MOSCOW, Russia, July 6, 2020 (LifeSiteNews) – Russian President Vladimir Putin suggested that a “gay pride” flag flying at the U.S. embassy in Moscow indicates the people working there are homosexuals.
When Putin was told during a televised video conference that the U.S. embassy had a pride flag hanging from the front of its building to celebrate Pride month in June, he asked, “Who works in this building?” When the president was told “Americans,” he responded, “Let them celebrate.”
“They’ve shown a certain something about the people who work there,” he added with a smile, according to The Moscow Times, seeming to suggest that flying the rainbow flag could be a reflection of the embassy workers’ homosexuality or transgenderism.
During a video conference on Friday, Putin also said “we passed a law banning the propaganda of homosexuality among minors. So what? Let people grow up, become adults and then decide their own destinies.”
In a statement, the U.S. embassy explained the “LGBTI flag was created by American artist and activist Gilbert Baker and was first raised as a symbol of hope and diversity on June 25, 1978, during the Gay Freedom Day parade in San Francisco.”
The embassy then mentioned that “June is Pride Month and we celebrate that everyone deserves to live a life free from hatred, prejudice, and persecution.”
Ambassador John J. Sullivan, who went to a Catholic high school, commented, “LGBTI rights are human rights. And human rights are universal. It’s as simple as that.” He did not explain why homosexuals and people claiming to be a member of the opposite sex need special rights they don’t already have as human beings.
In June 2019, NBC News reported, “The Trump administration is rejecting requests from U.S. embassies to fly the rainbow pride flag on embassy flagpoles during June, LGBTQ Pride Month.”
“During the Obama administration, the government granted blanket permission to embassies overseas to fly the pride flag during June,” NBC News continued. “This year, U.S. diplomats said, embassies were told they can display the pride flag in other places, including inside embassies, but that requests to fly it on the flagpole must be specifically approved. No approvals have been granted.”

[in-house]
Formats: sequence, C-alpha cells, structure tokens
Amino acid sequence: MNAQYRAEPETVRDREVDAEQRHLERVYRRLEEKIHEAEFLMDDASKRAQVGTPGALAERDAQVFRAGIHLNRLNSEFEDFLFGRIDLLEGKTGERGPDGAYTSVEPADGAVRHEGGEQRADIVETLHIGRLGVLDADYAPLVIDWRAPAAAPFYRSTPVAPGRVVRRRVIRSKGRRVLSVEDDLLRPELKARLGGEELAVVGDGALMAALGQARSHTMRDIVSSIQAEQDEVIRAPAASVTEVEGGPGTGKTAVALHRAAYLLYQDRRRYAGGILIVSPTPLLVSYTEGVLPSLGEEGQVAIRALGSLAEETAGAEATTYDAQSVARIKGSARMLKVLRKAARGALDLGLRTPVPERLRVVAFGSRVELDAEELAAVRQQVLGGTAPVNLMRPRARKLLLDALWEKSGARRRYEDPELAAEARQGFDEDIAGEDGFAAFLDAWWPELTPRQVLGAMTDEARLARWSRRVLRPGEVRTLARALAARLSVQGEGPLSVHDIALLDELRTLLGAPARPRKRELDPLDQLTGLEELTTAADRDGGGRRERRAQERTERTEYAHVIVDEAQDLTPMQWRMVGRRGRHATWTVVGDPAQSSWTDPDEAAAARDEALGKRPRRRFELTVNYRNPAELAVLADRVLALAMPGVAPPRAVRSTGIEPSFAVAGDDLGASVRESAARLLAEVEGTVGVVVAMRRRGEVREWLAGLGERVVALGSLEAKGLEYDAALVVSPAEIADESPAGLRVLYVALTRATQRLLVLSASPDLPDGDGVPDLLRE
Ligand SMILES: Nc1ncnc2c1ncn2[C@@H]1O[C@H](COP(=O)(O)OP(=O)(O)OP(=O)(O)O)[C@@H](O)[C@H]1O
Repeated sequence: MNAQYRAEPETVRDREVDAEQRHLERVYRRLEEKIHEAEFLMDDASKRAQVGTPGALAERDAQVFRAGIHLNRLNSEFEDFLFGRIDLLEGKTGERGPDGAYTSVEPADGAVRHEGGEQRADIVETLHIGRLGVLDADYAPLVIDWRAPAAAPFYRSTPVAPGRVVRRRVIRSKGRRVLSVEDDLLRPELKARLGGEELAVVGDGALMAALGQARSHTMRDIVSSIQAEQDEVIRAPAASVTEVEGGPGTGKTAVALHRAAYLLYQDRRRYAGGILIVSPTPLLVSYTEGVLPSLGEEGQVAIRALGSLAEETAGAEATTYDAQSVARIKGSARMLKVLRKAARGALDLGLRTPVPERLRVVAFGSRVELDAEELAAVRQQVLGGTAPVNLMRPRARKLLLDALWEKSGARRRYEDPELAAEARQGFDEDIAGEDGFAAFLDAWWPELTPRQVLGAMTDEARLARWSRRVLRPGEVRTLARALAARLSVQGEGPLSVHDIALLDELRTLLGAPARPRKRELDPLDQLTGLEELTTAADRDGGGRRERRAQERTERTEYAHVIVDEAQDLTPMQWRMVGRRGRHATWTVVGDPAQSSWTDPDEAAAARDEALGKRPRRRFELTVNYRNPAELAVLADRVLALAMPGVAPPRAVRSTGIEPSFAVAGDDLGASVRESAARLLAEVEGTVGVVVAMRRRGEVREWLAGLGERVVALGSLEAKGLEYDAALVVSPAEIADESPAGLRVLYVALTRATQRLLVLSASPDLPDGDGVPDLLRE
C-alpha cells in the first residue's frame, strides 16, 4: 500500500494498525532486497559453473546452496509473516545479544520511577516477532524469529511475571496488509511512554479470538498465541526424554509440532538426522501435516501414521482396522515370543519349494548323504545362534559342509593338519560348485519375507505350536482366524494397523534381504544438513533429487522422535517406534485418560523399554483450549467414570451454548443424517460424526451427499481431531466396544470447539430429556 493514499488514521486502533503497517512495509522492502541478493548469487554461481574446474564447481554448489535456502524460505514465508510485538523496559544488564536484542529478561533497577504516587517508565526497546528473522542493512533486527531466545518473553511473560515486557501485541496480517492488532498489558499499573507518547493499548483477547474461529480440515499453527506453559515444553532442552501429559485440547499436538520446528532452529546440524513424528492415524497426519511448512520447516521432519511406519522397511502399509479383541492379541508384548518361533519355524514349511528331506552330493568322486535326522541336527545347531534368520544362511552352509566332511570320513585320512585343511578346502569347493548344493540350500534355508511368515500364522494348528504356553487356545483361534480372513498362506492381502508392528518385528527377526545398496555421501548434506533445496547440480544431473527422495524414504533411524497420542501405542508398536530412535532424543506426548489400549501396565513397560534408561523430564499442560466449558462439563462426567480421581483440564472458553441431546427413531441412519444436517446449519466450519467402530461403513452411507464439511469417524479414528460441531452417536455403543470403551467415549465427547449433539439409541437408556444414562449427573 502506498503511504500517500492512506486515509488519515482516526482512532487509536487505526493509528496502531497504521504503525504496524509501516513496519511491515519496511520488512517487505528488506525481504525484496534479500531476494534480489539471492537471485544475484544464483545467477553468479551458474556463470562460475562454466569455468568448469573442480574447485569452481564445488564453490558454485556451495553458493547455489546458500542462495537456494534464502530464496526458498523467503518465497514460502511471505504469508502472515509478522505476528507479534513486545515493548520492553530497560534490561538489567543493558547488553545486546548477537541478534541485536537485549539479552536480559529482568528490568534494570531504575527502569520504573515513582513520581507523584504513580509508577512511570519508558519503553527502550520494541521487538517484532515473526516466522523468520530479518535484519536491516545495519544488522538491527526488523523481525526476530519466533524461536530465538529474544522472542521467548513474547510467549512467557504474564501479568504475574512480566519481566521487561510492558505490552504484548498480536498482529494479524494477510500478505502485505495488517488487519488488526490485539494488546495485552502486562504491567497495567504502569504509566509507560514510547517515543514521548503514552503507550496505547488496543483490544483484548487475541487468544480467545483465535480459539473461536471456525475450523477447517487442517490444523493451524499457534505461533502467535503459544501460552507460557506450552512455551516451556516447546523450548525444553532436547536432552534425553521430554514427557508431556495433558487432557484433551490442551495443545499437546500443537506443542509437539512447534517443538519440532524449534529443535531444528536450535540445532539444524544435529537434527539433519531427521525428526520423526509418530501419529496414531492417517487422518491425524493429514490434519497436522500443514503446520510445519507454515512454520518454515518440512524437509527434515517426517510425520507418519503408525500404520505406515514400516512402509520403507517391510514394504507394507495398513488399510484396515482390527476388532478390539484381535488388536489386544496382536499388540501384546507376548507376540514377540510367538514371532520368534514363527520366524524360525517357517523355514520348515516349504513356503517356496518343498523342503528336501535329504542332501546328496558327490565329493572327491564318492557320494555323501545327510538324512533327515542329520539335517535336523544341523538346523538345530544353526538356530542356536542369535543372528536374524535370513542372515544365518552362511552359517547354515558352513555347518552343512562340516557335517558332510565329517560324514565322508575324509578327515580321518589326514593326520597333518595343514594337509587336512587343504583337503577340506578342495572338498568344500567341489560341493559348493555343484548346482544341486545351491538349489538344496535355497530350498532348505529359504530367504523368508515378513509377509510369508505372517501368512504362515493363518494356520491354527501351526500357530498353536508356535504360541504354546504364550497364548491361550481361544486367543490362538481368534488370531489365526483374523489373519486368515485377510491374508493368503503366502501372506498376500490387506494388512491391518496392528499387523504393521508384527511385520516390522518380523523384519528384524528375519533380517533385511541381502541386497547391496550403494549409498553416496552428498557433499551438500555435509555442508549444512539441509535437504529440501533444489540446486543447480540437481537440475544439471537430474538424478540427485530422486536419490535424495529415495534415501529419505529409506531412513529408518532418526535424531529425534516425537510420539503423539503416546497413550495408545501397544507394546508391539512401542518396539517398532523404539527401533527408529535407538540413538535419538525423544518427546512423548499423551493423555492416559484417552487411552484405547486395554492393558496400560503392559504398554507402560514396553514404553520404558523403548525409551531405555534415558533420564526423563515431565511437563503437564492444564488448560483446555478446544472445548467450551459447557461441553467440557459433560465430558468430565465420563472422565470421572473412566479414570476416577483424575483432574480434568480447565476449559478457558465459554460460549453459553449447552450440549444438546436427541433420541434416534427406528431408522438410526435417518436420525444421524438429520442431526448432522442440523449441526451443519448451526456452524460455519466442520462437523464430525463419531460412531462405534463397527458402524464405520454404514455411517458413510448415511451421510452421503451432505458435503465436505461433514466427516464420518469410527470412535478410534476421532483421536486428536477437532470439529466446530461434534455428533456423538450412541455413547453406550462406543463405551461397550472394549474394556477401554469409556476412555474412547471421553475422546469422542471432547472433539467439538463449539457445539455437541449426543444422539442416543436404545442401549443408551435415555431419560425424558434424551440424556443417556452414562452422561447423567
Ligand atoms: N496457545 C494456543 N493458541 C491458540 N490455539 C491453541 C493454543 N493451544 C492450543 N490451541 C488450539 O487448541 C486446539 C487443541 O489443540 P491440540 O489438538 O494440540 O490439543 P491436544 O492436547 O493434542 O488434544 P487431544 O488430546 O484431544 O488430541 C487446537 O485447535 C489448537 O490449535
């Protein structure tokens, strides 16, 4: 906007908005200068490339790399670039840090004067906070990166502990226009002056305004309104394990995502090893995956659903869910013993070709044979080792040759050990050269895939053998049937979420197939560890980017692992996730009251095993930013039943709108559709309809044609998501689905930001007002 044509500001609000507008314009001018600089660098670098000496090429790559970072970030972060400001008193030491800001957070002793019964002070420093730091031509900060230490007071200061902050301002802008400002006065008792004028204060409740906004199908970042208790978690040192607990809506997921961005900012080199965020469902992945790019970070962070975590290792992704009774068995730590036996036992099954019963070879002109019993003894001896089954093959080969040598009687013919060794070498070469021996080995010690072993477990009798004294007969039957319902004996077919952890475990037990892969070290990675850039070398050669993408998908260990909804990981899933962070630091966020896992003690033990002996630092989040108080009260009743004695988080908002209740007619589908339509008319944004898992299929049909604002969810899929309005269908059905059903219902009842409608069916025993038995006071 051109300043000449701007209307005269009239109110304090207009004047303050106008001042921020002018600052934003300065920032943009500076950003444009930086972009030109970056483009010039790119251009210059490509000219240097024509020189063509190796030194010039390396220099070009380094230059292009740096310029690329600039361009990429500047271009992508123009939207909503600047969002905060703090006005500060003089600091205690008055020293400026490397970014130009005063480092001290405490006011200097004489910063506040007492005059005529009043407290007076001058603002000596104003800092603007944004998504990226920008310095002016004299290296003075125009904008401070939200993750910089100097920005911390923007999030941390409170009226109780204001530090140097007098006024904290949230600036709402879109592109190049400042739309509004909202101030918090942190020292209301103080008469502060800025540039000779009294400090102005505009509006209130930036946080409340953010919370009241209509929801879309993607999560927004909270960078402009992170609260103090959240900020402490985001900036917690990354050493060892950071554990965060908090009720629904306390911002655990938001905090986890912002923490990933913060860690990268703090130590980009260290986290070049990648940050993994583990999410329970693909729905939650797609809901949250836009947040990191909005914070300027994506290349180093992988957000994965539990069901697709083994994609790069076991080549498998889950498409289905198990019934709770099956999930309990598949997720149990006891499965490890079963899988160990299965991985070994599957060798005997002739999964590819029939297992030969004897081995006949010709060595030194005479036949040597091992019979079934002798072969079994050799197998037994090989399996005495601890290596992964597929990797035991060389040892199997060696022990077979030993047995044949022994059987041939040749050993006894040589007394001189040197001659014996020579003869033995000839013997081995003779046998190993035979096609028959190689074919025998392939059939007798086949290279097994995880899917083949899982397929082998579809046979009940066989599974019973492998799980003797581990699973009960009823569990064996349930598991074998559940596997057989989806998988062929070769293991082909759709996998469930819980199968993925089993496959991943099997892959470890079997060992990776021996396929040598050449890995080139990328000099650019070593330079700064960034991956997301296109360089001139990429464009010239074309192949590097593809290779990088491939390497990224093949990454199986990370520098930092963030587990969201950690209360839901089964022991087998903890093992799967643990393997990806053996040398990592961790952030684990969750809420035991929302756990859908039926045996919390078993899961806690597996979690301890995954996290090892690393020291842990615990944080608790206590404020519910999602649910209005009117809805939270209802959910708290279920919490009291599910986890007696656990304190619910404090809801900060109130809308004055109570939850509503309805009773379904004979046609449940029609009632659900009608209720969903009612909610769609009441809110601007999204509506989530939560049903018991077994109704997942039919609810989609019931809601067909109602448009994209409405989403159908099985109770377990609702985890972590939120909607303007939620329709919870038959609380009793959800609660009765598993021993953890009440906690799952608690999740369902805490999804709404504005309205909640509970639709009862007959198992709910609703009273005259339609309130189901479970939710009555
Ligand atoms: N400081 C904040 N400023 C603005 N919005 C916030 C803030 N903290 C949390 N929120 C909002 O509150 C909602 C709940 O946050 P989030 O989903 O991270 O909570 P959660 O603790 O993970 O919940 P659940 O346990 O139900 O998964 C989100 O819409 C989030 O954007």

In Moscow in 2020, the rainbow flag was flown not on a flagpole but outside a window, prominently placed just below the American flag.
Meanwhile, a new amendment to the Russian constitution was approved by the people just a few days ago. That amendment determines that only monogamous heterosexual unions are recognized as marriages.
Other amendments put up for referendum include one that adds the phrase “faith in God” to the Russian constitution, and another that would eliminate term limits for the Russian president, effectively allowing Putin to remain in power for life.
Putin said earlier this year, “We need to clarify some things. A marriage is a union of a man and woman. A family is a different thing, but the idea is right and it should be supported. We need to only think about how to formulate it and where.”
“As for ‘parent #1’ and ‘parent #2,’ I have already publicly said it and I will repeat it once more: as long as I am president, we will not have parents #1 and #2, we will have ‘papa’ and ‘mama,’” the Russian president added.
In 2013, as prime minister, Putin signed a bill outlawing the promotion of homosexuality, homosexual “marriage,” and so-called “gay pride” parades throughout the country.
The law banned the distribution of information on “non-traditional sexual concepts” to children, describing such actions as attractive, promoting a “distorted understanding of social equality of traditional and non-traditional relations,” and being involved in the “unwanted solicitation of information that could provoke interest in such relations.”
Even though Russia has been strong on stopping propaganda for homosexuality and gender ideology, the country is still plagued by high numbers of abortions. In 2018, roughly 661,000 children were killed before birth, compared with over 1.6 million live births.
Both the number of abortions and the number of live births have been decreasing for several years. In 2014, there were almost 2 million children born in Russia, and more than 900,000 abortions. During the time of the Soviet Union, the number of abortions consistently exceeded 4 million, in some years even 5 million.
Since the early 2000s, there have been less than 2 million abortions every year. The number dropped to under 1 million for the first time in 2014.
In the United States, according to the pro-abortion Guttmacher Institute, roughly “862,320 abortions were performed in 2017.” Even though that number is higher than in Russia, relative to the population size, abortion is far more common in Russia than in the United States.